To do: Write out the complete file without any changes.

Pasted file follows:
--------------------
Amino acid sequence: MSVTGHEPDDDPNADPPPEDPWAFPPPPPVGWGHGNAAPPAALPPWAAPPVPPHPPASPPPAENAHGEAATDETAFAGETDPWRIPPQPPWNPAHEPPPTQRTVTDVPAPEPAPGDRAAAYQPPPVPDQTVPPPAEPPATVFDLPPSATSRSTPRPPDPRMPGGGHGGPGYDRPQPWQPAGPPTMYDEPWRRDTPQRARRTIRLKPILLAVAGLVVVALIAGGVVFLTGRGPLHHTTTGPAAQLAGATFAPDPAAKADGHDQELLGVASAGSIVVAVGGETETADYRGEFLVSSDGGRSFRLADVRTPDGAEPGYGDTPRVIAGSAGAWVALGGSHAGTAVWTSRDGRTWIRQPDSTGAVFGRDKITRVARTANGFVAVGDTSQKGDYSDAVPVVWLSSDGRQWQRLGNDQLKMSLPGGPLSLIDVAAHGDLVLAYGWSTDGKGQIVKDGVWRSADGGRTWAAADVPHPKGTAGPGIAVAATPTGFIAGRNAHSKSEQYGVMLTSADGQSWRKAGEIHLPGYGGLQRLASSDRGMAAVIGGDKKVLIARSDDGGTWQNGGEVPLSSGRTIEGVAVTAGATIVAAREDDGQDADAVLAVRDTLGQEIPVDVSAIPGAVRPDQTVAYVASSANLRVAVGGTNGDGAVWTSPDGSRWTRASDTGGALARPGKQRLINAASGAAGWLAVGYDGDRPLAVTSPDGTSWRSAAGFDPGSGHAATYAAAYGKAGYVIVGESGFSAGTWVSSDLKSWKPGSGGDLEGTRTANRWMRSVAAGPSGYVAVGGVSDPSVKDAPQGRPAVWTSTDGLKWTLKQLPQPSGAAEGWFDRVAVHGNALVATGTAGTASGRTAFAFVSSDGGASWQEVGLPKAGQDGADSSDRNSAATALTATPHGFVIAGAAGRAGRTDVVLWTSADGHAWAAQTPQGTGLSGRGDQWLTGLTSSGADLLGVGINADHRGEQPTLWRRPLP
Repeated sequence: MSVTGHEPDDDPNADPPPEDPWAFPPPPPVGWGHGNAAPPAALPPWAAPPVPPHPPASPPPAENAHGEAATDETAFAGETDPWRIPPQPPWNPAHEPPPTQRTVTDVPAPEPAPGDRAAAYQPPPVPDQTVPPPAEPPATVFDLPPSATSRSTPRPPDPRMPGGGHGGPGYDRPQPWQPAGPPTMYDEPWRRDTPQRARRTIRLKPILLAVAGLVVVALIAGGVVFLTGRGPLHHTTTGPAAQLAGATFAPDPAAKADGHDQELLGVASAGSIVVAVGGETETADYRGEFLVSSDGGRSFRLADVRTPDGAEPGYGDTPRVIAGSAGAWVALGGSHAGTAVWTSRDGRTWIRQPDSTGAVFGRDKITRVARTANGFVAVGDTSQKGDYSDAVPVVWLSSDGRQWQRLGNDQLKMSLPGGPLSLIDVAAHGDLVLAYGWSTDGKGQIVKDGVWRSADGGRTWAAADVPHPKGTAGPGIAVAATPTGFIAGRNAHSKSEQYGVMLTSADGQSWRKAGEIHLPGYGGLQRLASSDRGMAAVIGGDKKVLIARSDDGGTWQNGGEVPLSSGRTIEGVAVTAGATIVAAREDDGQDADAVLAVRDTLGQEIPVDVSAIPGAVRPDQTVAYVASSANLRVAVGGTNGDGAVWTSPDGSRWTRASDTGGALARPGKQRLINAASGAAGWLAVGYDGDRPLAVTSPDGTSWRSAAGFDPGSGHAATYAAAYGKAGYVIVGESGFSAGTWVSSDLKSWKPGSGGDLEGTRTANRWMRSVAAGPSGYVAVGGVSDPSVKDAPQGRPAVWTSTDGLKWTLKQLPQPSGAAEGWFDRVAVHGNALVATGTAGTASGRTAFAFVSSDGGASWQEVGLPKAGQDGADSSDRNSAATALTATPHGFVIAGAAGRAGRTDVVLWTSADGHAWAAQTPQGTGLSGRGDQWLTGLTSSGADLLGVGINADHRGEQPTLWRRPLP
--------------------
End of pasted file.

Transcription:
Amino acid sequence: MSVTGHEPDDDPNADPPPEDPWAFPPPPPVGWGHGNAAPPAALPPWAAPPVPPHPPASPPPAENAHGEAATDETAFAGETDPWRIPPQPPWNPAHEPPPTQRTVTDVPAPEPAPGDRAAAYQPPPVPDQTVPPPAEPPATVFDLPPSATSRSTPRPPDPRMPGGGHGGPGYDRPQPWQPAGPPTMYDEPWRRDTPQRARRTIRLKPILLAVAGLVVVALIAGGVVFLTGRGPLHHTTTGPAAQLAGATFAPDPAAKADGHDQELLGVASAGSIVVAVGGETETADYRGEFLVSSDGGRSFRLADVRTPDGAEPGYGDTPRVIAGSAGAWVALGGSHAGTAVWTSRDGRTWIRQPDSTGAVFGRDKITRVARTANGFVAVGDTSQKGDYSDAVPVVWLSSDGRQWQRLGNDQLKMSLPGGPLSLIDVAAHGDLVLAYGWSTDGKGQIVKDGVWRSADGGRTWAAADVPHPKGTAGPGIAVAATPTGFIAGRNAHSKSEQYGVMLTSADGQSWRKAGEIHLPGYGGLQRLASSDRGMAAVIGGDKKVLIARSDDGGTWQNGGEVPLSSGRTIEGVAVTAGATIVAAREDDGQDADAVLAVRDTLGQEIPVDVSAIPGAVRPDQTVAYVASSANLRVAVGGTNGDGAVWTSPDGSRWTRASDTGGALARPGKQRLINAASGAAGWLAVGYDGDRPLAVTSPDGTSWRSAAGFDPGSGHAATYAAAYGKAGYVIVGESGFSAGTWVSSDLKSWKPGSGGDLEGTRTANRWMRSVAAGPSGYVAVGGVSDPSVKDAPQGRPAVWTSTDGLKWTLKQLPQPSGAAEGWFDRVAVHGNALVATGTAGTASGRTAFAFVSSDGGASWQEVGLPKAGQDGADSSDRNSAATALTATPHGFVIAGAAGRAGRTDVVLWTSADGHAWAAQTPQGTGLSGRGDQWLTGLTSSGADLLGVGINADHRGEQPTLWRRPLP
Repeated sequence: MSVTGHEPDDDPNADPPPEDPWAFPPPPPVGWGHGNAAPPAALPPWAAPPVPPHPPASPPPAENAHGEAATDETAFAGETDPWRIPPQPPWNPAHEPPPTQRTVTDVPAPEPAPGDRAAAYQPPPVPDQTVPPPAEPPATVFDLPPSATSRSTPRPPDPRMPGGGHGGPGYDRPQPWQPAGPPTMYDEPWRRDTPQRARRTIRLKPILLAVAGLVVVALIAGGVVFLTGRGPLHHTTTGPAAQLAGATFAPDPAAKADGHDQELLGVASAGSIVVAVGGETETADYRGEFLVSSDGGRSFRLADVRTPDGAEPGYGDTPRVIAGSAGAWVALGGSHAGTAVWTSRDGRTWIRQPDSTGAVFGRDKITRVARTANGFVAVGDTSQKGDYSDAVPVVWLSSDGRQWQRLGNDQLKMSLPGGPLSLIDVAAHGDLVLAYGWSTDGKGQIVKDGVWRSADGGRTWAAADVPHPKGTAGPGIAVAATPTGFIAGRNAHSKSEQYGVMLTSADGQSWRKAGEIHLPGYGGLQRLASSDRGMAAVIGGDKKVLIARSDDGGTWQNGGEVPLSSGRTIEGVAVTAGATIVAAREDDGQDADAVLAVRDTLGQEIPVDVSAIPGAVRPDQTVAYVASSANLRVAVGGTNGDGAVWTSPDGSRWTRASDTGGALARPGKQRLINAASGAAGWLAVGYDGDRPLAVTSPDGTSWRSAAGFDPGSGHAATYAAAYGKAGYVIVGESGFSAGTWVSSDLKSWKPGSGGDLEGTRTANRWMRSVAAGPSGYVAVGGVSDPSVKDAPQGRPAVWTSTDGLKWTLKQLPQPSGAAEGWFDRVAVHGNALVATGTAGTASGRTAFAFVSSDGGASWQEVGLPKAGQDGADSSDRNSAATALTATPHGFVIAGAAGRAGRTDVVLWTSADGHAWAAQTPQGTGLSGRGDQWLTGLTSSGADLLGVGINADHRGEQPTLWRRPLP